I’ve been cookin’ up some new stuff for y’all lately — you’ve got a brand new website on the way on July 9 as well as some really fun announcements (you know that eBook you’ve been wanting on curvy pose modifications..?).
I can hardly wait!
And some days, I can hardly stand it.
Because self-doubt is pounding at the door, desperately wanting to get in.
I was talking with a friend recently and said that any creative project (in my case, writing a book, but this has also been true for me in the process of learning to love my body) is a constant exercise in how much self-doubt and insecurity you can withstand.
Because, at least for me, it’s definitely coming.
As soon as I realized this was a predictable pattern, it became easier to deal with. Here’s my formula:
Starting Something New = Self-Doubt = Me Thinking I Shouldn’t Do It At All
Too Big For Your Britches Syndrome
This is when I fall immediately into thinking I’ve gotten “too big for my britches.” That’s a terrible saying, don’t you think? It seems designed to “keep people in their place” (another saying I loathe). We certainly have a strange relationship to owning our strengths.
It seems we’re constantly trying to reel ourselves back or push ourselves forward — and sometimes both simultaneously.
What this Applies To
I think this conundrum applies to any number of endeavors, including starting to practice yoga or progressing along in our yoga practice, perhaps even considering becoming a teacher.
“Who am I to think I could do that? Who would even take me seriously?”
That’s a question I’ve only asked myself — oh, probably a million times (give or take a few hundred thousand).
But here’s the real question: “When will I take myself seriously?”
What It Boils Down To
Because here’s what it’s all about: trusting yourself to stay with the process.
When you figure out your self-doubt equation, you can begin spotting it sooner and sooner. Once you spot it, you’re in good territory: you know what to expect and that you can approach it with compassion.
It’s the “this too shall pass” of self-doubt.
Here’s how it works for me: I’m sitting here, innocently writing, when all of a sudden I feel the self-doubt set in. “This is the dumbest thing anyone has ever written in the entire history of the whole wide world.” “No one cares about this, and everyone already knows it.” “You better start scouting the classifieds for a new job ASAP.”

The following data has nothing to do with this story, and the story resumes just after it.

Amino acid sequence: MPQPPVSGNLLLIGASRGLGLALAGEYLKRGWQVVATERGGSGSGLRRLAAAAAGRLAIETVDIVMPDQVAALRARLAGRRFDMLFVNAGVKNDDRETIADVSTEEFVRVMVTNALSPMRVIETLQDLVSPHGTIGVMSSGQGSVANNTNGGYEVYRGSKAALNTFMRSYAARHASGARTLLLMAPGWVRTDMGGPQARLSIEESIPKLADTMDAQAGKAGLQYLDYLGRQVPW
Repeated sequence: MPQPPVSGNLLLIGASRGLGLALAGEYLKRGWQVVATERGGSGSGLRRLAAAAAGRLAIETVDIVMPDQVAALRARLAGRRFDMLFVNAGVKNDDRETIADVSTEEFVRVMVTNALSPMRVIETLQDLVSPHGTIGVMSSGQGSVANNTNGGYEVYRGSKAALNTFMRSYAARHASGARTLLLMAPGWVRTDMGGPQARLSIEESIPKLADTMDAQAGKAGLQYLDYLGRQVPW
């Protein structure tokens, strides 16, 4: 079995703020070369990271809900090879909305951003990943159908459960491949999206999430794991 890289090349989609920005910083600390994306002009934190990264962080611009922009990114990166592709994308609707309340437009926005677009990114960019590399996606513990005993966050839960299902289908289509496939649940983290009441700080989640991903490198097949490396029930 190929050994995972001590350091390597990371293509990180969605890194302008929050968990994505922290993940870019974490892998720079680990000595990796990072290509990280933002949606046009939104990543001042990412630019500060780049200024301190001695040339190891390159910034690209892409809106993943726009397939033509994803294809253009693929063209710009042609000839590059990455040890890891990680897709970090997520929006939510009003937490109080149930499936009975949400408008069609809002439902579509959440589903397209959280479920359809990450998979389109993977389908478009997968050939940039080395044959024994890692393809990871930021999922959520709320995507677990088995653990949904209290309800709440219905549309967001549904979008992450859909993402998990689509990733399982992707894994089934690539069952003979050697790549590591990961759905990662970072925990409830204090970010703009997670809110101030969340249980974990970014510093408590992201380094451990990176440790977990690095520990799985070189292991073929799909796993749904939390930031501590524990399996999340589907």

That continues anywhere from a few minutes to a few hours (days, weeks, etc.), depending on how much time I give it.
Eventually, I realize — “Oh, wait. What if these things aren’t true? What if it’s just the self-doubt bugaboo again?”
(Hint: it’s always the self-doubt bugaboo again.)
The Self-Doubt Questionnaire
With my newfound understanding in hand, I can then start asking my self-doubt some questions:
- Is what I’m doing really irrelevant (not needed, impossible, out of my reach, etc.)? No, of course not.
- Will others decry me in the streets when they see this? Almost definitely not, and even if they do, I’ll survive.
- What’s really going on here? The usual is happening, and I just need to move through it.
- What would make me feel better and able to proceed? Taking the dogs for a walk and then starting again when I return.
Once I know what’s got a hold of me (and that it’s expected and will return again), I can make a plan. It’s not about forcing it to never return and then shaming myself when it does. It’s about recognizing that I’m in the midst of a very human predicament and giving myself permission to see it and then mosey along.
When I meet it again, I will recognize it more quickly and have even more tools in my toolbox to greet it — and then send it packing.
Want to know more about all these fun Curvy goings-on? Be sure to sign up for my mailing list to get the curvy scoop! Mailing list peeps may or may not be getting a 48 hour pre-sale of the book next week, at 50% off the regular price. (Hint: they definitely will be!)